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Logo for ShapeShift company page.png
Type of site
Area servedWorldwide
Created byErik Voorhees[1]
IndustryDigital Currency
Alexa rankDecrease 39,137 (May 2018)[2]
Launched2013; 6 years ago (2013)
Native client(s) oniOS and Android

ShapeShift is a company that offers global trading of a variety of digital assets via web and mobile platforms. It is headquartered in Switzerland, but run out of Denver.[1]

The company first began requiring personal identication information from its customers on October 1, 2018.[1]


The company was founded in 2013 in Switzerland by Erik Voorhees. In March 2015, it received a US$525,000 seed-stage investment by Roger Ver and Barry Silbert.

Additional funding totaling US$1.6 million were raised by September 2015, from investors in a second funding round including Digital Currency Group, Bitfinex, Bitcoin Capital and Mardal Investments.[3][4]

ShapeShift released initially on the iOS platform in June 2015, initially allowing users to swap 25 digital currencies and value tokens.[5] As of September 2015, there were over 40 different digital currencies available for trade, providing "940 trading pairs, ... greater than any single exchange on the market."

On 11 June 2015, ShapeShift "cut off service to New York in response to the state’s new regulatory policy for digital currency businesses, ... BitLicense," which was released in June with the final regulations approved in August.[6][7][8] The company stated that if they had complied with the New York BitLicense regulations, then significant personal and private data would also have been in the hands of the hacker.

Since March till April 2016 Shapeshift experienced a total of 3 attacks which resulted in 469 BTC, 1900 LTC and 5800 ETH stolen from their hot wallets. As a result, the Shapeshift team put offline through April 20 to rebuild Shapeshift's infrastructure with enhanced security protocols.

In August 2017 ShapeShift announced it would stop functioning in the state of Washington because of BitLicense-style regulations imposed by the passage of Senate Bill 5031.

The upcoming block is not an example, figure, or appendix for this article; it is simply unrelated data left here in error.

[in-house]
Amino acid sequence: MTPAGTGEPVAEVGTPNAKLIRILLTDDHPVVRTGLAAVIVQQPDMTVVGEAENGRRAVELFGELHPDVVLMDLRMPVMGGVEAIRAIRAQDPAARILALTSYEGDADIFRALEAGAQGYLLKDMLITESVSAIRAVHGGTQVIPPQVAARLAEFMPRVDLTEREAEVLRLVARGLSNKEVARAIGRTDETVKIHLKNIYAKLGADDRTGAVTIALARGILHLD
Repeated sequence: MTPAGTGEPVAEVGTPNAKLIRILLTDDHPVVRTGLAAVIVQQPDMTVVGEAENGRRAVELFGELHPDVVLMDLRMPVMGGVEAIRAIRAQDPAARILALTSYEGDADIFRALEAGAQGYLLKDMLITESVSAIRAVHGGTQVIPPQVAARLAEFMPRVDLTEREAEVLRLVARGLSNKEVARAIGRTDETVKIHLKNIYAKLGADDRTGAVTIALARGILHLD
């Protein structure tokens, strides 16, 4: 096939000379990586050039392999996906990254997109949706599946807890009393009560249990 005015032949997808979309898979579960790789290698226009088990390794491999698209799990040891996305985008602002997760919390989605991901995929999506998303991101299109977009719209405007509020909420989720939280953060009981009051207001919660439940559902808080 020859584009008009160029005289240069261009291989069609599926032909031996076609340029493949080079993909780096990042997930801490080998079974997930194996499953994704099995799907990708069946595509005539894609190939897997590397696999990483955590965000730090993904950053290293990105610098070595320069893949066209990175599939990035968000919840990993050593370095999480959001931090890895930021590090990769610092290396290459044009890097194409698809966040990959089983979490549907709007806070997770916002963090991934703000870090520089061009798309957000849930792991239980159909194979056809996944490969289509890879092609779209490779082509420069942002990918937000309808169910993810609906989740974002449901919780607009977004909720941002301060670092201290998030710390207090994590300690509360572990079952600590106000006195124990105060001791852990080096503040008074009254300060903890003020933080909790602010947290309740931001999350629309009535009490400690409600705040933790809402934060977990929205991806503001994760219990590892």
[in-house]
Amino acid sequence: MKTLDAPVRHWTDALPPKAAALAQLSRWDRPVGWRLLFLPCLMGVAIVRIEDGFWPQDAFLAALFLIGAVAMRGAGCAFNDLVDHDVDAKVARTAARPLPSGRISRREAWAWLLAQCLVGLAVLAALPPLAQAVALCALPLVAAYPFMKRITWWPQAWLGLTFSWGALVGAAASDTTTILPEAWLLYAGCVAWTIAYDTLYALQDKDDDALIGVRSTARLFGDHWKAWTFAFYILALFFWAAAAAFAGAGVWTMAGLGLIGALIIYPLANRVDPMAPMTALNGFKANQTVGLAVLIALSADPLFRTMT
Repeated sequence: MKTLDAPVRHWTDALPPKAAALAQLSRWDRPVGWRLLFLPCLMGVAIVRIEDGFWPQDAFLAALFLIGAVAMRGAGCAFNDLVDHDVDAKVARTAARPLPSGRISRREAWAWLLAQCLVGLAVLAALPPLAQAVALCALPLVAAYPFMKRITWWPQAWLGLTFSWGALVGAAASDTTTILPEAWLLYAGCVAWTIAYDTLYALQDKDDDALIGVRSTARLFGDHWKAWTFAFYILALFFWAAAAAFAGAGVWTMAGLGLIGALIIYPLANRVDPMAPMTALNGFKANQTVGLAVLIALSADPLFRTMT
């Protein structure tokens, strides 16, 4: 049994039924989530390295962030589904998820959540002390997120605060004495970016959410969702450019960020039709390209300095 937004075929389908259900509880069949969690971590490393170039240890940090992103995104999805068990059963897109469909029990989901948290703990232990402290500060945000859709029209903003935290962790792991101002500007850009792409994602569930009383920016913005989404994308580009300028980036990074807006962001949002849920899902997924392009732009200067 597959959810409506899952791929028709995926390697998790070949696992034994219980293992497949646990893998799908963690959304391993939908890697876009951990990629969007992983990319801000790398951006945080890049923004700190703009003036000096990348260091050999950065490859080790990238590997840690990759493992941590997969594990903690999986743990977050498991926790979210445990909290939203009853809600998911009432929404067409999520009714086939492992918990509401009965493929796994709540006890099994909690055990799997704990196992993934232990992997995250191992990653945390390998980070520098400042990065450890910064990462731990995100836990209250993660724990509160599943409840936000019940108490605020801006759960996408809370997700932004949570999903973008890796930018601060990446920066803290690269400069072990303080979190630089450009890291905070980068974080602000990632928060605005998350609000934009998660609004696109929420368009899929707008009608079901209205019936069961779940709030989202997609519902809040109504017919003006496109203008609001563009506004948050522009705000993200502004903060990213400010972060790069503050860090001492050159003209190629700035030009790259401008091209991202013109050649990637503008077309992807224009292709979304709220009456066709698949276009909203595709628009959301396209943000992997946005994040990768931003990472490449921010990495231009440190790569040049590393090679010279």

A 2018 investigation by the Wall Street Journal found that ShapeShift had processed $9 million in funds from criminal activities over a two-year period.[1]


  1. ^ a b c d Shifflett, Shane; Scheck, Justin (September 28, 2018). "How Dirty Money Disappears Into the Black Hole of Cryptocurrency". Wall Street Journal. Retrieved September 29, 2018.
  2. ^ " Traffic, Demographics and Competitors". Alexa Internet. Retrieved May 8, 2018.
  3. ^ Biggs, John (September 8, 2015). "ShapeShift, A Cool Cryptocurrency Converter, Clinches $1.6 Million In Cash". TechCrunch. Retrieved November 20, 2017.
  4. ^ Wilhelm, Alex (September 17, 2015). "This Week On The TechCrunch Bitcoin Podcast: Million-Dollar Electric Bill". TechCrunch. Retrieved May 8, 2018.
  5. ^ Vinton, Kate (June 9, 2015). "ShapeShift Founder Erik Voorhees Launches First iOS Cryptocurrency Trading App". Forbes. Retrieved June 28, 2016.
  6. ^ Roberts, Daniel (June 11, 2015). "Bitcoin company ditches New York, blaming new regulations". Fortune. Retrieved June 28, 2016.
  7. ^ Roberts, Daniel (August 14, 2015). "Behind the "exodus" of bitcoin startups from New York". Fortune. Retrieved June 28, 2016.
  8. ^ Rosenfeld, Everett (June 11, 2015). "Company leaves New York, protesting 'BitLicense'". CNBC. Retrieved June 29, 2016.